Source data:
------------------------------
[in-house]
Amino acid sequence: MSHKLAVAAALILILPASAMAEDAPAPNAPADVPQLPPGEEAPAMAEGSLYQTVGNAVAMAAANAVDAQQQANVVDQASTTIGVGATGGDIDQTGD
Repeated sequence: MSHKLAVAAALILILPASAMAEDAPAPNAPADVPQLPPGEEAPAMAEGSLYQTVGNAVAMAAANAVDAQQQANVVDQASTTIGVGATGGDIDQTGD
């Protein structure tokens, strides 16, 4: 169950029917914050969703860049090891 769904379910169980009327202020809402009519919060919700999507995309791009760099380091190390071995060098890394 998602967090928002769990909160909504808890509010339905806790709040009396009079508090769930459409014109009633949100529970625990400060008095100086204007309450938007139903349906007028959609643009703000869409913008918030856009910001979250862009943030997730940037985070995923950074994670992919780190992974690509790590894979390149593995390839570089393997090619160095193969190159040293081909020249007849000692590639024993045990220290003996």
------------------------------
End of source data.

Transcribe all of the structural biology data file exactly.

[in-house]
Amino acid sequence: MSHKLAVAAALILILPASAMAEDAPAPNAPADVPQLPPGEEAPAMAEGSLYQTVGNAVAMAAANAVDAQQQANVVDQASTTIGVGATGGDIDQTGD
Repeated sequence: MSHKLAVAAALILILPASAMAEDAPAPNAPADVPQLPPGEEAPAMAEGSLYQTVGNAVAMAAANAVDAQQQANVVDQASTTIGVGATGGDIDQTGD
């Protein structure tokens, strides 16, 4: 169950029917914050969703860049090891 769904379910169980009327202020809402009519919060919700999507995309791009760099380091190390071995060098890394 998602967090928002769990909160909504808890509010339905806790709040009396009079508090769930459409014109009633949100529970625990400060008095100086204007309450938007139903349906007028959609643009703000869409913008918030856009910001979250862009943030997730940037985070995923950074994670992919780190992974690509790590894979390149593995390839570089393997090619160095193969190159040293081909020249007849000692590639024993045990220290003996």